Filipinos who live on less than $2 a day are being hurt, not helped, by their country’s economic boom.
I met Barbie Rergio on a scorching July day at her home in Payatas, one of the poorest areas in metropolitan Manila. She takes care of her baby niece while her sister is at work. From her window, beyond a few trees and a wire fence, I see concrete and cars.
Recently her neighbors’ homes were destroyed suddenly when the city decided to widen the road, she explains, and any day now, her home could be next.
My time with Rergio was part of a month-long exposure trip in the Philippines organized by BAYAN USA — an overseas chapter of BAYAN Philippines — to connect with the experiences and struggles of Filipinos in the homeland.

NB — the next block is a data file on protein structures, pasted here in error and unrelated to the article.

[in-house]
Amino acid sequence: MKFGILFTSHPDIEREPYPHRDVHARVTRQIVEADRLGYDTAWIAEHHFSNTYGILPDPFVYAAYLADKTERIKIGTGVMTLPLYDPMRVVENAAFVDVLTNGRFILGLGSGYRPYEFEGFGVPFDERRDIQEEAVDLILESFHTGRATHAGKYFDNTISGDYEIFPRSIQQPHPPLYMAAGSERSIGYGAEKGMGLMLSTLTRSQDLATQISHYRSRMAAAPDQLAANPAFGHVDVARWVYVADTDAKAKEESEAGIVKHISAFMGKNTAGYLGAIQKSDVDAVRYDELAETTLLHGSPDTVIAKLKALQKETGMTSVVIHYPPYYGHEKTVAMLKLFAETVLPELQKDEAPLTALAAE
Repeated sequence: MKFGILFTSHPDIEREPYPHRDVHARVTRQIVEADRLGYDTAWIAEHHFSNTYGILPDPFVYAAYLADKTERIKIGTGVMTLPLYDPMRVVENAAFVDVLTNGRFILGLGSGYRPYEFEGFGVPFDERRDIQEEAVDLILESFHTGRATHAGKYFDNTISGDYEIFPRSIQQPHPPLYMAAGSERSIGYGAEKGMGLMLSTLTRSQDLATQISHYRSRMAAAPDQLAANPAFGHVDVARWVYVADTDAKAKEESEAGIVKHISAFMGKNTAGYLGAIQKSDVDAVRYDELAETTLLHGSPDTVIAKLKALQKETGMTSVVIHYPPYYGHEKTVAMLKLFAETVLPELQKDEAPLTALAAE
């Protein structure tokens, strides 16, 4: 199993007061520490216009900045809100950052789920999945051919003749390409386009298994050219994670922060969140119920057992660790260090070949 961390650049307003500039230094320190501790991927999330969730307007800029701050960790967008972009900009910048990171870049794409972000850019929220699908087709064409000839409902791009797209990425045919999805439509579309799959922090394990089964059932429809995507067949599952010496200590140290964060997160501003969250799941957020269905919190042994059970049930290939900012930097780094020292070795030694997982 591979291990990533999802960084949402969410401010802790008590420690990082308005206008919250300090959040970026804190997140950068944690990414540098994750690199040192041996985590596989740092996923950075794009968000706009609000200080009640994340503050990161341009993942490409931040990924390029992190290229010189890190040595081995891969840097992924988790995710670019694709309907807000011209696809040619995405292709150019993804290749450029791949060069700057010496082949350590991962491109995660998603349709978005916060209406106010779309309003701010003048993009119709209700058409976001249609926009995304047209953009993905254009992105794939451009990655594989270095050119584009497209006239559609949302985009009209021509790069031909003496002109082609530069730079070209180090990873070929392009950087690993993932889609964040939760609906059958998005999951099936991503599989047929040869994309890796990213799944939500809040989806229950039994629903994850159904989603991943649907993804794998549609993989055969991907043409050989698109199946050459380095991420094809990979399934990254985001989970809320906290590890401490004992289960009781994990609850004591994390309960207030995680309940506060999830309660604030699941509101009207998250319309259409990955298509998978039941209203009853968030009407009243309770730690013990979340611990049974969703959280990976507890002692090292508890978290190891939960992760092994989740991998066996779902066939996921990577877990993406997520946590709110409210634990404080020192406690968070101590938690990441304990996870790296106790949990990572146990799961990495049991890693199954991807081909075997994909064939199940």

Rergio and her family are among the millions of peasants that have flocked from the countryside to the city in search of work and have settled along the esteros (creeks and rivers), building their homes where there was nothing.
She and her neighbors are among what people in the Philippines call the “urban poor”: the street vendors, the tricycle drivers, the garbage pickers — those who find odd jobs that pay less than $2 a day and can’t afford to go to college — a requirement for better employment opportunities.
These same areas are often considered “danger zones,” “problematic” and “eye sores” by mainstream Filipino. Meanwhile, policymakers and developers who hope to turn Manila into a business and tourism mecca are blaming poor, urban settlers for the recent flash floods, saying that their garbage and houses are blocking the waterways.
Yet it is these scapegoated families who have been the most affected by the floods, leaving their communities in devastating disarray.